Thursday, 11 June 2015

Going underground - the buildings inspired by James Bond

Hampshire's Daily Echo reported the other week on a curious James Bond-inspired building project. The Plaza Theatre in Romsey dates to the 1930s, and so when it was time to refurbish the toilets, one of the theatre members looked for a design that was in-keeping with the period. He turned for inspiration to the London Underground scenes in Skyfall, which were thought to show contemporaneous elements to the structures.

While I'm not certain that any of the disused platforms, tunnels and escalators of Charing Cross tube station, which were used for Skyfall, or parts of other stations, such as Temple, which were used mainly for exterior shots, in fact date to the 1930s, it is interesting that the Bond films serve as a resource for design and history. Another example of this can be seen in a rather grander building project.

In 2008, while in conversation with Christopher Frayling to coincide with the publication of Ken Adam Designs the Movies: James Bond and Beyond, Sir Ken Adam, responsible for some of the most iconic sets seen in the Bond films, mentioned that renowned architect Sir Norman Foster took inspiration for his design of Canary Wharf underground station from Ken Adam's sets for The Spy Who Loved Me.

Looking at the underground station, the source of the inspiration seems clear. The main hall of the station contains elements that resemble the docking bay of the Liparus, Stromberg's submarine-swallowing supertanker. The central columns, the domed roof, and the black side panels of the station all find some equivalence in the design of the tanker.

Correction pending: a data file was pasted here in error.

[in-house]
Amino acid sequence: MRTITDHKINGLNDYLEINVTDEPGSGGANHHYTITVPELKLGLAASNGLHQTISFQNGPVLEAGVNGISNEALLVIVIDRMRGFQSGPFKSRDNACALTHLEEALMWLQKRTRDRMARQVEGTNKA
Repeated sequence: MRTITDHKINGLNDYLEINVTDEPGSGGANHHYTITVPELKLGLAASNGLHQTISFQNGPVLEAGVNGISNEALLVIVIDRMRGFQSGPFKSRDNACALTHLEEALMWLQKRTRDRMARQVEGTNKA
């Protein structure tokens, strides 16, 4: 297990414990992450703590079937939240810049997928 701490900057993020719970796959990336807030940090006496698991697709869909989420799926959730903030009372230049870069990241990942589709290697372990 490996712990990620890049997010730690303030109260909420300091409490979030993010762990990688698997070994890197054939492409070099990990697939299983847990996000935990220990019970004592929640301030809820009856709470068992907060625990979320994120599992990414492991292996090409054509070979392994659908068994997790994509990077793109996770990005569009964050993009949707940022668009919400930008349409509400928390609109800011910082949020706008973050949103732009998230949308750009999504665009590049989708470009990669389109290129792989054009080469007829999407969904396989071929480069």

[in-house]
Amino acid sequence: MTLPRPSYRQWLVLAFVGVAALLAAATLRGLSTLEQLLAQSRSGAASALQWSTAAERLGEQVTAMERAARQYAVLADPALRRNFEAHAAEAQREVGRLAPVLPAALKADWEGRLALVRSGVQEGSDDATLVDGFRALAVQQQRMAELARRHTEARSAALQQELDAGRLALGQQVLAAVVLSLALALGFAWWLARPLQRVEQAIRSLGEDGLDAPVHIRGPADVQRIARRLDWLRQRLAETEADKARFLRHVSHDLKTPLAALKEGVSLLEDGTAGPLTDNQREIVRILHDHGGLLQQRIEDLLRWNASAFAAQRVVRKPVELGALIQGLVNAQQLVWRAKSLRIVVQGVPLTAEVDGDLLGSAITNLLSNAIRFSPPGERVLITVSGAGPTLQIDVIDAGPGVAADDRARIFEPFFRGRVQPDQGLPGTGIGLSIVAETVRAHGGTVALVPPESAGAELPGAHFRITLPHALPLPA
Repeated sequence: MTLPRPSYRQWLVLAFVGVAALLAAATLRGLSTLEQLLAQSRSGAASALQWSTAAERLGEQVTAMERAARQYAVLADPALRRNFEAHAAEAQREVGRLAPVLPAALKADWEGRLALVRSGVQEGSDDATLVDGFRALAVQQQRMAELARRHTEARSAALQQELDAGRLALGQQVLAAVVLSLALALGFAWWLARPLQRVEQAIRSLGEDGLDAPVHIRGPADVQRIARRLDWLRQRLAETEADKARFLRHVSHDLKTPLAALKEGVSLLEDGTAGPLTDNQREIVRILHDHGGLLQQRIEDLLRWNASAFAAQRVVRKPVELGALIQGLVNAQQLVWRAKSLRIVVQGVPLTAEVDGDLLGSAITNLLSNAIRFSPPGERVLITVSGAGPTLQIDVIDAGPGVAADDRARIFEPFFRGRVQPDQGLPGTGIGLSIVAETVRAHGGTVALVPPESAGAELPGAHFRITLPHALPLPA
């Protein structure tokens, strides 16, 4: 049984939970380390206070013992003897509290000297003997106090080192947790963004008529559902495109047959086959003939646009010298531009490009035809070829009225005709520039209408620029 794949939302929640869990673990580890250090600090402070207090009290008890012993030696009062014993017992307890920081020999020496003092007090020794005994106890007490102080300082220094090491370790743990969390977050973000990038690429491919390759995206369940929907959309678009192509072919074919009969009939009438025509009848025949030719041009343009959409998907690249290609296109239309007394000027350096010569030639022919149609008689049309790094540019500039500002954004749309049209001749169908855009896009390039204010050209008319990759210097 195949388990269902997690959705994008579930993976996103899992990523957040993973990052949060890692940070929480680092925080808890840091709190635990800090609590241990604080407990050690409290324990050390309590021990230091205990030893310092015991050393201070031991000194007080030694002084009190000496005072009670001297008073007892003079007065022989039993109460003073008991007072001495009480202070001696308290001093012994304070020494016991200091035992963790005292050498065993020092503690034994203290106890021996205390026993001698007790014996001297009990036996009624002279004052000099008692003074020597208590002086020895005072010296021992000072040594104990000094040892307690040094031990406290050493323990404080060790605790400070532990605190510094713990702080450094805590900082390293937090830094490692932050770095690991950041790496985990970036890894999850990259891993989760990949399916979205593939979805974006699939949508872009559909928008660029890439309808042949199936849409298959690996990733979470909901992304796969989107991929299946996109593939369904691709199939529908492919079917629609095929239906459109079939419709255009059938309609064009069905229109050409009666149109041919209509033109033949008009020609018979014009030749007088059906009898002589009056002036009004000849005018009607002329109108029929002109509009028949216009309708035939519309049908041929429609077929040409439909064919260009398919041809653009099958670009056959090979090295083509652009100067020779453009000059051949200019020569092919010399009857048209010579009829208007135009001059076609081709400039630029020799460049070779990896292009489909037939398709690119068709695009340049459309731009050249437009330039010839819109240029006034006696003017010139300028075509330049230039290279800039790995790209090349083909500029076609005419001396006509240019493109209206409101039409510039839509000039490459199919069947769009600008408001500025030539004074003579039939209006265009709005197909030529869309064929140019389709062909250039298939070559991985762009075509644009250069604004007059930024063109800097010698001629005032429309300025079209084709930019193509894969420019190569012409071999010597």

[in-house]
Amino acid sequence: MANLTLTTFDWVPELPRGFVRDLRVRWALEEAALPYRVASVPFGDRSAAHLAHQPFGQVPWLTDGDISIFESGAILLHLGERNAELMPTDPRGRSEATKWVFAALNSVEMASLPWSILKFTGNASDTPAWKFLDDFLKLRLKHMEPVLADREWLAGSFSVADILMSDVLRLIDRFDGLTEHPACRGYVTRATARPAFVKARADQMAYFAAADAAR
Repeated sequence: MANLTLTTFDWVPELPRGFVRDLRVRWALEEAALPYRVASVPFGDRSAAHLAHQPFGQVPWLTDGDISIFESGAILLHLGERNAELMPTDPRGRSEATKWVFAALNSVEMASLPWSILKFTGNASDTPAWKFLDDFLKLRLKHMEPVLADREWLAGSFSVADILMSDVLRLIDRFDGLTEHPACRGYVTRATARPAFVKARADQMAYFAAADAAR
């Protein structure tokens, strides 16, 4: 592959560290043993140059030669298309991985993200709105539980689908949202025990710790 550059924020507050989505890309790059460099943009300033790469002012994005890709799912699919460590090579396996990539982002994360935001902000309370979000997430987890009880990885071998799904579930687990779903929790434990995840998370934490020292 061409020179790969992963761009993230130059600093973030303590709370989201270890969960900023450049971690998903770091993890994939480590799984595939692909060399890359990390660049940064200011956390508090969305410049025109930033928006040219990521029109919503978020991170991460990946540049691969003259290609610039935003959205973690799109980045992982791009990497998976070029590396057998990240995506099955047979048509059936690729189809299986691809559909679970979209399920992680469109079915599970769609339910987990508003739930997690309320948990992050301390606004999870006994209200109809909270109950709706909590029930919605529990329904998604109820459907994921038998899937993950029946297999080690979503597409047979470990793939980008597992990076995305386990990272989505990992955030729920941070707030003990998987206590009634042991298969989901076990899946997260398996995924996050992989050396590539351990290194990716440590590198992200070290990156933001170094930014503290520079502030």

But it is possible that Sir Norman Foster turned to another classic Ken Adam set. As users of Canary Wharf tube station exit the station via the escalators, they can look up at the glass and metal roof overhead. If you think you've seen that roof somewhere before, then you're probably thinking of the grille in Dr No's ante-room. There is a distinct similarity.

Regardless of whether it was indeed based on Bond-film sets, Canary Wharf is perhaps the most Bondian of tube stations. We have seen James Bond exploring the London Underground in two films – Skyfall, of course, and Die Another Day, in which the fictional tube station, Vauxhall Cross, was created based on Aldwych station. Given that Canary Wharf is an active and very busy station, it seem unlikely that it would appear in a Bond film, but should James Bond ever visit it, he might think it looks strangely familiar.


  1. Another very interesting post on the memes of Bond film production design in the real world.

    1. Thanks! Yes, it's an interesting connection. Must be other Bond-inspired buildings out there.


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